Draco (lawgiver)

From Simple English Wikipedia, the free encyclopedia
Bornc. 650 BC
Diedc. 600 BC
Known forDraconian constitution

[1]Draco (7th century BC) , also known as Dracon was the first legislator of the city of Athens in Ancient Greece. He wrote laws that were to be enforced only by a court.[2] This constitution replaced the system of oral law and blood feuding that had ruled Athens since the city was founded. Draco's laws were known for being harsh. The word draconian has come to mean unforgiving rules or laws.

Draco created this legal system during the 39th Olympiad, in about 622 or 621 BC. The laws (θεσμοί - thesmoi) he set formed the first written constitution of Athens. They were displayed in public, so that nobody would be unaware of them. The death penalty was the punishment for most crimes, even minor ones. Plutarch states: "It was a lot for himself, when asked why he had fixed the punishment of death for most offences, answered that he considered these lesser crimes to deserve it, and he had no greater punishment for more important ones."[3]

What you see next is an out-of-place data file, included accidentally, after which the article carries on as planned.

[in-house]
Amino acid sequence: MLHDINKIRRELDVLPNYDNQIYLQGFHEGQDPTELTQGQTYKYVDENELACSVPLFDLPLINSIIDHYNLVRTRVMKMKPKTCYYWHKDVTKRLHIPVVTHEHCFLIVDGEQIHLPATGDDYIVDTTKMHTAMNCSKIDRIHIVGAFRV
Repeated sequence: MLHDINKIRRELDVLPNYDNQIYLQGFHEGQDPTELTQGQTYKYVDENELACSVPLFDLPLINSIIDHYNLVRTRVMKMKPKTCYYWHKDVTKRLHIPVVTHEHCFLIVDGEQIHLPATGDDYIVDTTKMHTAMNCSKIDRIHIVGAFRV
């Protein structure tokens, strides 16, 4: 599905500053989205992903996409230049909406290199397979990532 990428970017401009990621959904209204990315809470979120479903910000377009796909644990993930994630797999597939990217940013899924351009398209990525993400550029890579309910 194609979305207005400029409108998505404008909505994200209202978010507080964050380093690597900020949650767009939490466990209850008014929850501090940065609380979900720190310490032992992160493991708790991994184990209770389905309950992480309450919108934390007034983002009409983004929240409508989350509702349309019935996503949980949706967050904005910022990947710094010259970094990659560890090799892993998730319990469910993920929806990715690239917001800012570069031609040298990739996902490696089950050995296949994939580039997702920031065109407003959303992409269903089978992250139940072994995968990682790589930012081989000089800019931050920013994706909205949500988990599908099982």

Not much is known about Draco's life or who he was. The 10th-century Suda text tells a legendary story of his death. He was said to have died on the stage of the theatre in Aegina. In a traditional ancient Greek show of approval, his supporters threw so many hats and pieces of clothing onto his head that he suffocated.[4][5]

All of Draco's laws, except the law concerning murder, were abolished by Solon in the early 6th century BC.[6]

Related pages[change | change source]

References[change | change source]

  1. /ˈdrk/; Greek: Δράκων, Drakōn
  2. Aristotle. Politics, 1274a.
  3. Plutarch (translation by Stewart; George Long). Life of Solon. Project Gutenberg.
  4. Suidas. "Δράκων Archived 2015-11-03 at the Wayback Machine". Suda On Line. Adler number delta, 1495.
  5. Cobham, Ebenezer. The Reader's Handbook of Allusions, References, Plots and Stories, p. 451.
  6. Aristotle, Athenian Constitution, 7.1.